Posts Tagged ‘Lake PLacid Club’

Thursday, January 28, 2021

A librarian’s memories of working at ‘The Club’ and Dewey’s legacy

By Wayne Miller

Gary Peacock’s piece on Melvil Dui, nee Melville Dewey, spurred my memories about both ‘The (Lake Placid) Club’ and Mr. Dewey.

Dewey had additional connections to the Adirondacks: The Library Bureau and its plant in Ilion produced a number of innovative products constructed of Adirondack maple and other hardwoods, including the card catalog cabinets that used to greet patrons as they entered every library. These and other library staples were needed to implement the Dewey Decimal System. While online catalogs have decimated card catalogs, some of the Library Bureau’s products, like the book truck, remain staples of libraries and bookstores world-wide.

Prior to the system’s invention by Melvil, libraries were arranged using an assortment of methods including when the book was added to the collection, the size of the book, or its color. The system itself was dependent upon use of a printed work whose size and complexity grew as the sum total of recorded human knowledge grew. By the third quarter of the 20th century, the full Dewey Decimal System had grown to three large, thick volumes or, for smaller libraries, an Abridged version, itself several inches thick. Used by over 80% of the world’s libraries, each of the more than twenty new editions became an essential purchase for every library using the DDS. This extensive recurring market and the profits it generated became a part of a brilliant tax avoidance scheme.

» Continue Reading.


Thursday, December 3, 2020

An infamous librarian, the Lake Placid Club and the making of a winter sports hub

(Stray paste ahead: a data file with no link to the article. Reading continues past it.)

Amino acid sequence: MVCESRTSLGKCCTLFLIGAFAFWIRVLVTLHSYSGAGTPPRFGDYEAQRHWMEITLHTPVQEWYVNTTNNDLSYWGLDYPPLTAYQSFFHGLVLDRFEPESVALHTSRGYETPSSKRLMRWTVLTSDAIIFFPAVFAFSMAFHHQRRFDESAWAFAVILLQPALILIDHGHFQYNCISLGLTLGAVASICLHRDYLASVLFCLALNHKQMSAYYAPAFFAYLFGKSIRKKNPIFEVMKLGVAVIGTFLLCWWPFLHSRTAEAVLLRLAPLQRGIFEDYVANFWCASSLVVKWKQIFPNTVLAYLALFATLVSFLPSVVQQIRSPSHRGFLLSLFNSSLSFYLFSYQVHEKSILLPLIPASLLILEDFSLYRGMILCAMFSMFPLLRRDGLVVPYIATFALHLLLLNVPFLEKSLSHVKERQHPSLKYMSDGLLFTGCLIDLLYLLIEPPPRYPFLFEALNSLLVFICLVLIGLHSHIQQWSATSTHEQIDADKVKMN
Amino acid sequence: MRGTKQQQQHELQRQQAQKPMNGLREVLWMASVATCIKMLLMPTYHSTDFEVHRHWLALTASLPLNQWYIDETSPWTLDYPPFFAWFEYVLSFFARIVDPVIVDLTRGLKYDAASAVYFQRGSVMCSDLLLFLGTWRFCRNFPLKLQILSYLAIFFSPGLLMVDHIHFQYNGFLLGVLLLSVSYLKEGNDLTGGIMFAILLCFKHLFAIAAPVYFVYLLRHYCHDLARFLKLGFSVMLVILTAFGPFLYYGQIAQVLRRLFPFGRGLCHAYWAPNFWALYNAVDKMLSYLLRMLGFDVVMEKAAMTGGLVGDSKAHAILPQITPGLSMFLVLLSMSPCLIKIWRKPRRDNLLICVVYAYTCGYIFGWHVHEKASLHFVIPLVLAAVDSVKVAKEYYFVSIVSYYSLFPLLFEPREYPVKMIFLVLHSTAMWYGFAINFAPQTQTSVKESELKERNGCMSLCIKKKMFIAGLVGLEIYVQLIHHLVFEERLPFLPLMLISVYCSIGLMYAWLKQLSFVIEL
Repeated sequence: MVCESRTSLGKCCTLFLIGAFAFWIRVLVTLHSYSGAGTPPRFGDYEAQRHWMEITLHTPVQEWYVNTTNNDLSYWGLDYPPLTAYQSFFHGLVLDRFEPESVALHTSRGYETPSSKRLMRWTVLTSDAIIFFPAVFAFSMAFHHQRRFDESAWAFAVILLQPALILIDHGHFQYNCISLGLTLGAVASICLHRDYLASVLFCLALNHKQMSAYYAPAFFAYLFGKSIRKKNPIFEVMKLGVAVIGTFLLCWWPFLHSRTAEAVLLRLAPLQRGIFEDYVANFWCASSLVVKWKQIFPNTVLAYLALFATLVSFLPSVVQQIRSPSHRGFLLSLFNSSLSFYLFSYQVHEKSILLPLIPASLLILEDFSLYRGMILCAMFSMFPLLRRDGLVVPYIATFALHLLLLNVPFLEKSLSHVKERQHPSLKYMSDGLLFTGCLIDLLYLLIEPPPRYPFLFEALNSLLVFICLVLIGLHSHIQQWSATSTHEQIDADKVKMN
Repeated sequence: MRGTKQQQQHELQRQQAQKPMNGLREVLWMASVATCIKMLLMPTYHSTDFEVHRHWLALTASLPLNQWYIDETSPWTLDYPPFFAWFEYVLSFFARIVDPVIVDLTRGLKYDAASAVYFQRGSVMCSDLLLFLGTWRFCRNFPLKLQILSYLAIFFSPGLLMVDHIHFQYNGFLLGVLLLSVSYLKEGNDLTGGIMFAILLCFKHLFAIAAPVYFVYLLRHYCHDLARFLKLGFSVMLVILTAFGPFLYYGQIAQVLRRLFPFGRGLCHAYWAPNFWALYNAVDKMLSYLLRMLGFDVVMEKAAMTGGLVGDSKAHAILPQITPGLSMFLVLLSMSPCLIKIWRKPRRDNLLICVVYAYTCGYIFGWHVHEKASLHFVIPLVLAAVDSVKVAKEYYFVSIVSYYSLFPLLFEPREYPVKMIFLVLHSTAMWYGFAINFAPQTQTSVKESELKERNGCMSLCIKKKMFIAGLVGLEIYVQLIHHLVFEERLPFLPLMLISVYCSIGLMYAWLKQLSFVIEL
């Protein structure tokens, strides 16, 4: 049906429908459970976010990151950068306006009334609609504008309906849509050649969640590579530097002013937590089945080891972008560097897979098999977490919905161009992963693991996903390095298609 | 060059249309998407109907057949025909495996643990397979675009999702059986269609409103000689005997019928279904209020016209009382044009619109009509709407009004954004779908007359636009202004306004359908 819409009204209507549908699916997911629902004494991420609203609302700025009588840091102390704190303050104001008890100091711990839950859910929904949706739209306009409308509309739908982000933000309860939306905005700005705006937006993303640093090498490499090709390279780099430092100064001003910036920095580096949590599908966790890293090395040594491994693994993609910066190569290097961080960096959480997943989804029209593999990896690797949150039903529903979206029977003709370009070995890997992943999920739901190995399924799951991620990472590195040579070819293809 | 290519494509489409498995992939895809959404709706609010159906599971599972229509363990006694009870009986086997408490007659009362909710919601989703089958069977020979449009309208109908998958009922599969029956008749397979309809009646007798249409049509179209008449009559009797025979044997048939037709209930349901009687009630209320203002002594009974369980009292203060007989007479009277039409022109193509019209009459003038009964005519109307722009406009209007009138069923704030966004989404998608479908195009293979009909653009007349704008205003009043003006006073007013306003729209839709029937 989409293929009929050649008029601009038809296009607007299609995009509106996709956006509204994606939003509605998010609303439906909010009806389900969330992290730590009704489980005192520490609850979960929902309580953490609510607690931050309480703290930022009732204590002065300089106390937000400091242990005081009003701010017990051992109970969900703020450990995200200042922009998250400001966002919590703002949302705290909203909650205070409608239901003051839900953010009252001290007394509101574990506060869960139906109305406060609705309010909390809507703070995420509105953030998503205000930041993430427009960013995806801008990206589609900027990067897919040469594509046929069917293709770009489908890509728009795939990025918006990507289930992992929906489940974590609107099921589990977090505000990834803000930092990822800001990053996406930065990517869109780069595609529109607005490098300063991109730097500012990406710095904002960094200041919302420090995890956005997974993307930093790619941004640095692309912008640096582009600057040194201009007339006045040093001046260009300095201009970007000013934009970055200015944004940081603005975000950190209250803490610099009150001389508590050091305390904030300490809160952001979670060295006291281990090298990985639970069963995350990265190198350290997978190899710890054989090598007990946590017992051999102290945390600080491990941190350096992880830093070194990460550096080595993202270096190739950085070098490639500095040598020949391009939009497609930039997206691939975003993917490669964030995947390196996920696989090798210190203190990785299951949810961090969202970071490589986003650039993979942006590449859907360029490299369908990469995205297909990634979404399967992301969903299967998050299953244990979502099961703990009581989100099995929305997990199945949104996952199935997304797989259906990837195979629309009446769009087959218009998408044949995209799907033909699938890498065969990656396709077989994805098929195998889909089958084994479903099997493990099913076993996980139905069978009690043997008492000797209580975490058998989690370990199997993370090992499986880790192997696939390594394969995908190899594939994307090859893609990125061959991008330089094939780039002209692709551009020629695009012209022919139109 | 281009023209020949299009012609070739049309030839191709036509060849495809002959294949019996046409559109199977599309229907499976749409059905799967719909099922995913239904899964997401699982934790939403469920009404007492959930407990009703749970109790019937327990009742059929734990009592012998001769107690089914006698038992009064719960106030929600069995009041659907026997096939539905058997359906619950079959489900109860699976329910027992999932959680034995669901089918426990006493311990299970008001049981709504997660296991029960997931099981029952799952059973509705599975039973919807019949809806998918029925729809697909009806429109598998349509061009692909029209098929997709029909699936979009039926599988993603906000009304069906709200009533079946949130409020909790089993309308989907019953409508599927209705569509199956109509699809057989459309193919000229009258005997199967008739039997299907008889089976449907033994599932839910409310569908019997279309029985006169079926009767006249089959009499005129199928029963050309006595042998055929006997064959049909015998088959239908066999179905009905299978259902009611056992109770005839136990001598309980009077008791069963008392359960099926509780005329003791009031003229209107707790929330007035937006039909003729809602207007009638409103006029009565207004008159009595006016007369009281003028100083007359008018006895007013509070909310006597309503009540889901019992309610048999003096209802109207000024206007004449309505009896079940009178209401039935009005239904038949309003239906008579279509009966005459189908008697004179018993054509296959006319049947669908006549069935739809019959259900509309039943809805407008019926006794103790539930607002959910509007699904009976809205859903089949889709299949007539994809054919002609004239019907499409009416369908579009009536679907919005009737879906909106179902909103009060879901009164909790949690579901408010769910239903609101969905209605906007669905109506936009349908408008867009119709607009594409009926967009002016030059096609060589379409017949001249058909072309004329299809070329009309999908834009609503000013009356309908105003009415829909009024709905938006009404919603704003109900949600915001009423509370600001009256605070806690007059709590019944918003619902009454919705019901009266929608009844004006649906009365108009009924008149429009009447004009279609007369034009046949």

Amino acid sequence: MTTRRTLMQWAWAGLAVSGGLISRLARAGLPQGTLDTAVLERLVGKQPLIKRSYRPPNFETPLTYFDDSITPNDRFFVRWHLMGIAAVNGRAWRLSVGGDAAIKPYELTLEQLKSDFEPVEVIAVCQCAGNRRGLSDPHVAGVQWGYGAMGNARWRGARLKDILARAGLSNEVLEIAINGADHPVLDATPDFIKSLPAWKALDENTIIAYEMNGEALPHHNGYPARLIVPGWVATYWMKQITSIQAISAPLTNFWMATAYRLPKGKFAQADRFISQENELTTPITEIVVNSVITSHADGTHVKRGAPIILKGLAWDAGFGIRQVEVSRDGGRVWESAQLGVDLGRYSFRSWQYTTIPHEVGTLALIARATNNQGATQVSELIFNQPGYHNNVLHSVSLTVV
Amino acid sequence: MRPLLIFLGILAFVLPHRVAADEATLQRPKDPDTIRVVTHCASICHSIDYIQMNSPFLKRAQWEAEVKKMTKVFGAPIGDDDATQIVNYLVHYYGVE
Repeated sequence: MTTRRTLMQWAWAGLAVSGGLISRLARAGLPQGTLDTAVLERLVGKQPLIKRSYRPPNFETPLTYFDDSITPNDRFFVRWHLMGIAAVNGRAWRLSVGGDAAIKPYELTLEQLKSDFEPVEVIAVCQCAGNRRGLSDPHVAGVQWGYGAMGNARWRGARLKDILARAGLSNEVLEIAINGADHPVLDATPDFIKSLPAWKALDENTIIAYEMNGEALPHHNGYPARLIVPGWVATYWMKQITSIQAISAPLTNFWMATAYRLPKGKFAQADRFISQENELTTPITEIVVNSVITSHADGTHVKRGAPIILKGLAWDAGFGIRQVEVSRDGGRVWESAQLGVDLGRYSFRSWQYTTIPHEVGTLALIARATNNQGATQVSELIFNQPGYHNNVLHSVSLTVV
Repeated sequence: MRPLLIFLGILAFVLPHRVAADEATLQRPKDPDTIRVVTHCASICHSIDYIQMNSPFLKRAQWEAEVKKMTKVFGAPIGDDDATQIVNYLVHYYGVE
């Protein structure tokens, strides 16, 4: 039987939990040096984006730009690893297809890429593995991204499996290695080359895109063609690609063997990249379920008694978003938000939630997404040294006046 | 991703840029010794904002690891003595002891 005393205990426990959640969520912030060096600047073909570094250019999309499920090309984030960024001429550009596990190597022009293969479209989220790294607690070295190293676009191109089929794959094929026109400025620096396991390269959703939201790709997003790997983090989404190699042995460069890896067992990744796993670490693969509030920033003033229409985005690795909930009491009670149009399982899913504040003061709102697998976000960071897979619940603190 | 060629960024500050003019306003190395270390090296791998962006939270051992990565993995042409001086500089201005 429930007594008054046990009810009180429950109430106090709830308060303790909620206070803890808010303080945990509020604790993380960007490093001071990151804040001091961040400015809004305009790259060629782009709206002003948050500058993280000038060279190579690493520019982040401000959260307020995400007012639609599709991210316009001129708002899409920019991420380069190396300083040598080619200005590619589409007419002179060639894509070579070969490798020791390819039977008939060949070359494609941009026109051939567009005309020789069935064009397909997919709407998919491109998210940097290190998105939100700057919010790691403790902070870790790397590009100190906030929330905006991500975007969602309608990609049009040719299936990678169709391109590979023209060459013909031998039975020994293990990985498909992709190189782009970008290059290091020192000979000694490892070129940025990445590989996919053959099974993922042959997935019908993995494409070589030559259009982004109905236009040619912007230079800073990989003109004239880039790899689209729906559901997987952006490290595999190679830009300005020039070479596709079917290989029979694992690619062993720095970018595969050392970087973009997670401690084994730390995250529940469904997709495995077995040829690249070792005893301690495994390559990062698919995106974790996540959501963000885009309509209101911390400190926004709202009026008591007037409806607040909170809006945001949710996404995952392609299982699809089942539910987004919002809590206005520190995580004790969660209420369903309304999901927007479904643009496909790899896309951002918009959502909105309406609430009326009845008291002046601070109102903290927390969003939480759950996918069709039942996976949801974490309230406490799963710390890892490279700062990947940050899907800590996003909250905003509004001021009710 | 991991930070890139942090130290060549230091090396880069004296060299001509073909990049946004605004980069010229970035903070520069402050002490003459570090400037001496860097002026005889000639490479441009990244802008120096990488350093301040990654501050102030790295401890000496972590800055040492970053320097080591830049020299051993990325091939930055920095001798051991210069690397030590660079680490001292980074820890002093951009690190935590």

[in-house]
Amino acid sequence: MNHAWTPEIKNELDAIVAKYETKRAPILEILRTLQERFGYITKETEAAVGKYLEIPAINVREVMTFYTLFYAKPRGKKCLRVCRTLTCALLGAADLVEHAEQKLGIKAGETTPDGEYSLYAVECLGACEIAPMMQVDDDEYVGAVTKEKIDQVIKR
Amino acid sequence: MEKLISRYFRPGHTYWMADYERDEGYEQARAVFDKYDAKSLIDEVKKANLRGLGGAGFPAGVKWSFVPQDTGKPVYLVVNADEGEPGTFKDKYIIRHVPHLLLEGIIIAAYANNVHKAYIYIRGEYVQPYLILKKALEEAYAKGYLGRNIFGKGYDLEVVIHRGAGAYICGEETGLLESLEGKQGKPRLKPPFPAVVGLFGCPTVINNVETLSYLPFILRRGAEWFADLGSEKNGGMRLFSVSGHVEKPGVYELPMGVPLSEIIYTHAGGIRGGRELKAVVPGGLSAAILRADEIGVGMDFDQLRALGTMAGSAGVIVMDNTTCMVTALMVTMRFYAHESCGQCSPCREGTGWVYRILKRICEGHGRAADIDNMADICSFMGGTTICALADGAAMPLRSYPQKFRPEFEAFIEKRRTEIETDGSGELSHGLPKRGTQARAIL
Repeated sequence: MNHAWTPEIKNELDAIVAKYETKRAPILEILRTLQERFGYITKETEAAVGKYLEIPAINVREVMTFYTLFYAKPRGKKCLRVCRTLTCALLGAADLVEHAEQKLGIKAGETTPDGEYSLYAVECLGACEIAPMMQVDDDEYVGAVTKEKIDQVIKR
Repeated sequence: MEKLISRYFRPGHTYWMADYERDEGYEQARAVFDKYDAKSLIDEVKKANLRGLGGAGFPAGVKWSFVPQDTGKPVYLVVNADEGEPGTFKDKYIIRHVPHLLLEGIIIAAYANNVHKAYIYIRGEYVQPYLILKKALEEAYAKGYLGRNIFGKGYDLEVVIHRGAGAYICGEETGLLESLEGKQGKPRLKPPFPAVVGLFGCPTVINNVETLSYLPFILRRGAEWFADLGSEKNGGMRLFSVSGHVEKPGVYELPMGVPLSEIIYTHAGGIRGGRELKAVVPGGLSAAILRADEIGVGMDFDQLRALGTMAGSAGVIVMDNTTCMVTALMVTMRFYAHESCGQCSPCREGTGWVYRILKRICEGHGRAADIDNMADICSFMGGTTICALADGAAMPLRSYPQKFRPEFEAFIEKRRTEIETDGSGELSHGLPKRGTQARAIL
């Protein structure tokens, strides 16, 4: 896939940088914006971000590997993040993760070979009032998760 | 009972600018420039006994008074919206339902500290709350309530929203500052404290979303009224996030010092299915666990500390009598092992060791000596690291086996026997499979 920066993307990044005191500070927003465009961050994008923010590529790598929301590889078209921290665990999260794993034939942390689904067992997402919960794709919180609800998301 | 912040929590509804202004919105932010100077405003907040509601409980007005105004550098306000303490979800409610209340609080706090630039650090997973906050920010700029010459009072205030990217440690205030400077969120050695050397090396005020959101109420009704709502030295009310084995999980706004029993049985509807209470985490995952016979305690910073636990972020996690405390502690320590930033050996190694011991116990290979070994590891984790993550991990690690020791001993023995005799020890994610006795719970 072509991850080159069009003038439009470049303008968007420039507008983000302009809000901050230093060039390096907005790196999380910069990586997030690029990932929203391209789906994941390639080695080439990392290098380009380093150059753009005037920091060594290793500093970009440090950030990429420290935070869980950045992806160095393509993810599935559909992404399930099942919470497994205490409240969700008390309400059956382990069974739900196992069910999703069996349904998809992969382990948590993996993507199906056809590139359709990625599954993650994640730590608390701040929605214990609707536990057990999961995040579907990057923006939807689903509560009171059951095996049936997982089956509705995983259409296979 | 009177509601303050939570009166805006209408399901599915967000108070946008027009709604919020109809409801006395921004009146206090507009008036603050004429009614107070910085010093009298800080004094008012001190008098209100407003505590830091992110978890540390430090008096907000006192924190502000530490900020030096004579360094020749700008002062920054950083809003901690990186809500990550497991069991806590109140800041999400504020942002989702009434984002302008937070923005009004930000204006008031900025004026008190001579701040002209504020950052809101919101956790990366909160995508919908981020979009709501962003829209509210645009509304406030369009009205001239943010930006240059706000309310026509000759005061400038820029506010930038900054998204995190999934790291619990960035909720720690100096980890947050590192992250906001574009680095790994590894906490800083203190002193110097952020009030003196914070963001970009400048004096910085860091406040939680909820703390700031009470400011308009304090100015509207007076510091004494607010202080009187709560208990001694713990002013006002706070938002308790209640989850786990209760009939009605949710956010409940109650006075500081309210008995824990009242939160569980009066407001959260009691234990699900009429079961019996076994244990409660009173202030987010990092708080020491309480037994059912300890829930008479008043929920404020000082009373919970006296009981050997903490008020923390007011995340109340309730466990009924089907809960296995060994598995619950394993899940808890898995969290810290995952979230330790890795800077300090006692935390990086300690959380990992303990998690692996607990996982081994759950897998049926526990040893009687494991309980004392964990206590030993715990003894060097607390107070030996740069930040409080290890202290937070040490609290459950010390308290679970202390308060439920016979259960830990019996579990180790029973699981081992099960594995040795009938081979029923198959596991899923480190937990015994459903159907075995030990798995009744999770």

For nearly a century the Lake Placid Club Resort complex occupied the eastern shore of Mirror Lake. It began in 1895, when Melville and Annie Dewey leased a farmhouse called Bonniblink on a five-acre parcel of land that he referred to as ‘Morningside.’ They chose this site as a place where they could establish contact with nature, find relief from their allergies, and to foster a model community that would provide for recreation and rest for professional people, specifically, educators and librarians. Dewey and his wife felt that occupations involving “brain work put people at higher risk of nervous prostration that, if not checked, would lead to fatigue and even death”

Melville Dewey was born on December 10, 1851 in Adams Center, Jefferson County, NY. At the age of 21, while attending Amherst College in Massachusetts, he invented the Dewey Decimal System. He then went on to become chief librarian at Columbia College (now University), secretary of the Regents of the University of New York State and state librarian. Dewey was also one of the founding members of the American Library Association (ALA), whose aim was “to enable librarians to do their present work more easily and at less expense.” In 1884, Dewey founded the School of Library Economy, the first institution for the instruction of librarians ever organized.

» Continue Reading.


Monday, August 4, 2014

A Look At Lake Placid’s Sports Culture Tuesday Evening